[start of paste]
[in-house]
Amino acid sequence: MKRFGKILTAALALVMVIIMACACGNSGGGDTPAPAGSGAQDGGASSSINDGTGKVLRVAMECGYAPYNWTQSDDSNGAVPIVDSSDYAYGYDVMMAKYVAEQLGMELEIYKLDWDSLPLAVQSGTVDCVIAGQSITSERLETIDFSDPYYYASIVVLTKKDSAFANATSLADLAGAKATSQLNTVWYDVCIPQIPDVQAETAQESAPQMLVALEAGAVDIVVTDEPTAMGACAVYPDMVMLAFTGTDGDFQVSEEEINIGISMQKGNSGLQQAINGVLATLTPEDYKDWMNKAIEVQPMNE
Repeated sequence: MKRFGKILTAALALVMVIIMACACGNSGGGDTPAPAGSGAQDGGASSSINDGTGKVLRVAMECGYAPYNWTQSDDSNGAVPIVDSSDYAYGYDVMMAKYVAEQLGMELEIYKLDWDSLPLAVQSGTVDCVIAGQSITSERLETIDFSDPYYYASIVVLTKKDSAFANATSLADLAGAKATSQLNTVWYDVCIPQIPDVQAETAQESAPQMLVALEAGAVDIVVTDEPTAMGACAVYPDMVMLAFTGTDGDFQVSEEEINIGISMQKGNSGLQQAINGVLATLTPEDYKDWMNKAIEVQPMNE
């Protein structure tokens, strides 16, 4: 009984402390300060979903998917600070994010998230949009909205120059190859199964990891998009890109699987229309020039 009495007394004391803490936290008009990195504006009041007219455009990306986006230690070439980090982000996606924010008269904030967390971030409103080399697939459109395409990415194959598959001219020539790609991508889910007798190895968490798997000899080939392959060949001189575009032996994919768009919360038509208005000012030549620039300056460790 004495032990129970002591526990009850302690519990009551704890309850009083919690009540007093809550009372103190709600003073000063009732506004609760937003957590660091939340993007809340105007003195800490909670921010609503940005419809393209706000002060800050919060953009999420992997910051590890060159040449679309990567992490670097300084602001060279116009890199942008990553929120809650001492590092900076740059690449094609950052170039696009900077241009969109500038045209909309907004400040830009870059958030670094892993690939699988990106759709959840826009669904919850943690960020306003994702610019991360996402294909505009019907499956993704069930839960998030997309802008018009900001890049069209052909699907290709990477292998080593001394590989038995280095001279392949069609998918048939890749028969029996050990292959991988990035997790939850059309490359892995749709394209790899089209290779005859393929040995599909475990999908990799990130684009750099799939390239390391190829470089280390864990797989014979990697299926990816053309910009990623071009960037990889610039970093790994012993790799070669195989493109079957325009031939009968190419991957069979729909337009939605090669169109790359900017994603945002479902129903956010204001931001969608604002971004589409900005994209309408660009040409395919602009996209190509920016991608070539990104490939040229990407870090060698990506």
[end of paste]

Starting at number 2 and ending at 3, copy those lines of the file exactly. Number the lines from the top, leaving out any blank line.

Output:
Amino acid sequence: MKRFGKILTAALALVMVIIMACACGNSGGGDTPAPAGSGAQDGGASSSINDGTGKVLRVAMECGYAPYNWTQSDDSNGAVPIVDSSDYAYGYDVMMAKYVAEQLGMELEIYKLDWDSLPLAVQSGTVDCVIAGQSITSERLETIDFSDPYYYASIVVLTKKDSAFANATSLADLAGAKATSQLNTVWYDVCIPQIPDVQAETAQESAPQMLVALEAGAVDIVVTDEPTAMGACAVYPDMVMLAFTGTDGDFQVSEEEINIGISMQKGNSGLQQAINGVLATLTPEDYKDWMNKAIEVQPMNE
Repeated sequence: MKRFGKILTAALALVMVIIMACACGNSGGGDTPAPAGSGAQDGGASSSINDGTGKVLRVAMECGYAPYNWTQSDDSNGAVPIVDSSDYAYGYDVMMAKYVAEQLGMELEIYKLDWDSLPLAVQSGTVDCVIAGQSITSERLETIDFSDPYYYASIVVLTKKDSAFANATSLADLAGAKATSQLNTVWYDVCIPQIPDVQAETAQESAPQMLVALEAGAVDIVVTDEPTAMGACAVYPDMVMLAFTGTDGDFQVSEEEINIGISMQKGNSGLQQAINGVLATLTPEDYKDWMNKAIEVQPMNE